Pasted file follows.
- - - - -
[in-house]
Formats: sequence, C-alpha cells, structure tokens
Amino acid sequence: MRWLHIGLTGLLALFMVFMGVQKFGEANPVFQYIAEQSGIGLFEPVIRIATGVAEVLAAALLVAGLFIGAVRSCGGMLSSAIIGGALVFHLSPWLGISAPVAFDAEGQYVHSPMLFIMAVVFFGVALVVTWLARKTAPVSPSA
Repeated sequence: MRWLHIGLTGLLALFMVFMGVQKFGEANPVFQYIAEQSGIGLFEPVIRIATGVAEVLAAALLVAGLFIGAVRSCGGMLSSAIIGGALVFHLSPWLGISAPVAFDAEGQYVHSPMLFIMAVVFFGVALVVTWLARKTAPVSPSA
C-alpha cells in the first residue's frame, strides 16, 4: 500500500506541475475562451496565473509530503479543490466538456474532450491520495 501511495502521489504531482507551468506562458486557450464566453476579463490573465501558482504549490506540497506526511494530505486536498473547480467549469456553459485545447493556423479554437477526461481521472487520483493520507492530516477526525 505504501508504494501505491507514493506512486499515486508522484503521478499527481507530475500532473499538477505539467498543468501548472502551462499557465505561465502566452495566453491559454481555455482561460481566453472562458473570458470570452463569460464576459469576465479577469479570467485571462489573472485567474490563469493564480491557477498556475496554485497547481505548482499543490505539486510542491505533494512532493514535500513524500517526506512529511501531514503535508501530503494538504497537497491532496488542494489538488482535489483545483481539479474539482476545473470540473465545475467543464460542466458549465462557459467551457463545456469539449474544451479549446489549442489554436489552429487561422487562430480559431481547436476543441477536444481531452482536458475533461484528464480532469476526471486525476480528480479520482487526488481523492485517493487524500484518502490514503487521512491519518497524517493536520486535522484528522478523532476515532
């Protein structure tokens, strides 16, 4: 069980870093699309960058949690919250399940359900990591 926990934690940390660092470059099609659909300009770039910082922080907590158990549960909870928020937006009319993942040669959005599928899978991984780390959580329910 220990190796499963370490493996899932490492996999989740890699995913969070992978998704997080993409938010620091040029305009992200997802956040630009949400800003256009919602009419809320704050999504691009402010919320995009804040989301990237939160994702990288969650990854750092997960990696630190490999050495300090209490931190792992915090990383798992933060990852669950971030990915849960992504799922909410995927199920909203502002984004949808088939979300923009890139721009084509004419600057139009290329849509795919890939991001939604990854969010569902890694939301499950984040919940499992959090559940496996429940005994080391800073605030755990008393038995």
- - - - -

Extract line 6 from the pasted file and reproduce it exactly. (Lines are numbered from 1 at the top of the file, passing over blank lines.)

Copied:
């Protein structure tokens, strides 16, 4: 069980870093699309960058949690919250399940359900990591 926990934690940390660092470059099609659909300009770039910082922080907590158990549960909870928020937006009319993942040669959005599928899978991984780390959580329910 220990190796499963370490493996899932490492996999989740890699995913969070992978998704997080993409938010620091040029305009992200997802956040630009949400800003256009919602009419809320704050999504691009402010919320995009804040989301990237939160994702990288969650990854750092997960990696630190490999050495300090209490931190792992915090990383798992933060990852669950971030990915849960992504799922909410995927199920909203502002984004949808088939979300923009890139721009084509004419600057139009290329849509795919890939991001939604990854969010569902890694939301499950984040919940499992959090559940496996429940005994080391800073605030755990008393038995």